Cultural Appropriation, by Julia Chen had a coy calypso bounce fueled by Howell’s loose-limbed clave, with a similarly slinky Levien bass solo, vibraphonist Grady Tesch rippling through what the clouds overhead were foreshadowing.

Ono told the crowd that she’d been inspired to come up with her arrangement of Dave Brubeck’s La Paloma Azul as a reflection on the South American refugee crisis, the strings introducing its lustrous initial theme followed by the rest of the ensemble’s lilting, bittersweet, Mexican folk-tinged rhythms.

The most ambitiously symphonic interlude of the afternoon was when the two groups mashed up Swing, Low Sweet Chariot with themes from Florence Price’s Five Folksongs in Counterpoint for String Quartet (her Symphony No. 1 was the most-played orchestral work by any American composer in the 1930s). Ono and Tesch had come up with that idea after doing a webcast focusing on Price, whose gospel and jazz-influenced music is getting a long-overdue revival. The highlight was Yucel’s stark viola solo amid the polyrhythms and the constant dynamic shifts.

The eight musicians closed the first set with a determined, lavishly funky take of Shunzo Ohno‘s Musashi, debuting string parts which the jazz legend had written for this performance. It was akin to a particularly energetic segment on the Crusaders’ live album with B.B. King, switching out King’s string-busting bent notes for a torrentially icy guitar attack channeled through Zoto’s chorus pedal. Welcome to the future of serious concert music in New York, 2021: if this is any indication, it’s going to be a hot summer.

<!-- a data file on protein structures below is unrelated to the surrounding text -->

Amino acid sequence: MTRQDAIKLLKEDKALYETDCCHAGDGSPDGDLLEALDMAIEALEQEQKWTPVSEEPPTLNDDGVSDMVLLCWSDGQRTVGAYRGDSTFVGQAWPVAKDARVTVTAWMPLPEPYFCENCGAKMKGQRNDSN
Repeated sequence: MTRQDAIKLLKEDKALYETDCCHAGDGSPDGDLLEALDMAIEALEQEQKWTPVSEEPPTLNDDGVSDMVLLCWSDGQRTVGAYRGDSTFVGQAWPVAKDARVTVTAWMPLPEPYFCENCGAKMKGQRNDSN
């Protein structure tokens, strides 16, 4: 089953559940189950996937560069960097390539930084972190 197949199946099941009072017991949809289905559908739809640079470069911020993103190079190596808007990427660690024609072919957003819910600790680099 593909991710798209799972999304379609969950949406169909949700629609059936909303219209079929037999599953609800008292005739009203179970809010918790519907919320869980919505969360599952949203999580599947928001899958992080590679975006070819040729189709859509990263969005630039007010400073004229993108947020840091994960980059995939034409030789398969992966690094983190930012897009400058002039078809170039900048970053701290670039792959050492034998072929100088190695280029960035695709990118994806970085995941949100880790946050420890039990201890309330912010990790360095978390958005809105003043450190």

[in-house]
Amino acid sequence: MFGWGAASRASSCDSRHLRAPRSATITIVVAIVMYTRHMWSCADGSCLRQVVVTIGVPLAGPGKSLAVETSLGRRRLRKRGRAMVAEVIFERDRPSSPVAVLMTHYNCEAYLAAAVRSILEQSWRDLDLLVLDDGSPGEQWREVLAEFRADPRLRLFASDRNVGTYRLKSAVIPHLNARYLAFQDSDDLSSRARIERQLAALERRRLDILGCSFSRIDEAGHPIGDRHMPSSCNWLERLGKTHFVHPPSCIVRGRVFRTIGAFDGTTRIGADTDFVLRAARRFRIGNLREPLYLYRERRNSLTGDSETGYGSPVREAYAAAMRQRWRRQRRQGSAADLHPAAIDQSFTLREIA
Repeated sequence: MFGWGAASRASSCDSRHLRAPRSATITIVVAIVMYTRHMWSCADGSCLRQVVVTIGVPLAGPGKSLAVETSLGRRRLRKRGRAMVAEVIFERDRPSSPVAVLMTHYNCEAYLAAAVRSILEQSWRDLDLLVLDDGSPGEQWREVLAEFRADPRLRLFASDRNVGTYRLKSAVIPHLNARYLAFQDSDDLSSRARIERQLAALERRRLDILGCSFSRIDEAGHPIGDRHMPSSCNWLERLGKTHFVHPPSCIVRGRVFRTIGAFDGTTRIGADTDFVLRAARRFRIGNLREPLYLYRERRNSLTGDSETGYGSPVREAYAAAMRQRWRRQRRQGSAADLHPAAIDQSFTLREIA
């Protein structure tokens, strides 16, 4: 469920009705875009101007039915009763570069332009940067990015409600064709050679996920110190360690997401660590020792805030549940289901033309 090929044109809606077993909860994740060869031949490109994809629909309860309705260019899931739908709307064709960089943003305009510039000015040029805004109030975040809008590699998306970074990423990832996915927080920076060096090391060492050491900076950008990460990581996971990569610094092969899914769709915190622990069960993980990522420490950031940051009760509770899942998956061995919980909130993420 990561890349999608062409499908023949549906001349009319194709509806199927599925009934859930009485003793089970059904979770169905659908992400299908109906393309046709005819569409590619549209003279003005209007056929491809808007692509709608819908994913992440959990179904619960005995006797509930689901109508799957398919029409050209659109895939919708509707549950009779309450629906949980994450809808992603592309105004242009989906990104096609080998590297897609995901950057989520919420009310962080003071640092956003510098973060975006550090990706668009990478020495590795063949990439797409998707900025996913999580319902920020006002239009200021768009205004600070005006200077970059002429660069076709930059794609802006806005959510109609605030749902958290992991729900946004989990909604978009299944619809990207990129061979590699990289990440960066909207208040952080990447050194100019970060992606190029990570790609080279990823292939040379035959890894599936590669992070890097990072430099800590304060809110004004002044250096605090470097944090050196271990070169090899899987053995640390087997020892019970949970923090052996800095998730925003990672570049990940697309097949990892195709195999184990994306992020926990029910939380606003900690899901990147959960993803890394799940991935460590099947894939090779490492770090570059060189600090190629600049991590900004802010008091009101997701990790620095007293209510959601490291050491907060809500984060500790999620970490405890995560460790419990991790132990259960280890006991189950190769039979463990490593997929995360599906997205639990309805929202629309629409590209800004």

The more-or-less weekly outdoor series in the parking lot out behind Culture Lab, 5-25 46th Ave in Long Island City continues at 5 PM tonight, July 24 with careening, microtonally-tinged electric blues band Jane Lee Hooker. The space is just down the block from LIC Bar, further toward the water; take the 7 to Vernon Blvd.

July 24, 2021 Posted by | concert, funk music, jazz, Live Events, Music, music, concert, New York City, review, Reviews | , , , , , , , , , , , , , , , , , , , , , , , , , , , , , , , , , , | Leave a comment

An Otherworldly, Drifting Diptych by Joe O’Connor, Theo Carbo and Tim Green

An eclogue is a pastoral poem. How bucolic is Eclogue, the new album by Joe O’Connor, Theo Carbo and Tim Green? It’s streaming at Bandcamp – you decide. The trio create a warmly drifting sunrise ambience with subtle textures and minimalist accents, plus the occasional creak or quaver as tectonic sheets of sound make their way slowly through the frame. Overtones and harmonics rule in this comfortably enveloping universe.

Without knowing the instrumentation, you might think that the slow oscillations and echoey blips could be electronic, but they’re actually from O’Connor’s prepared piano, Green’s brushed drumheads and Carbo’s guitar.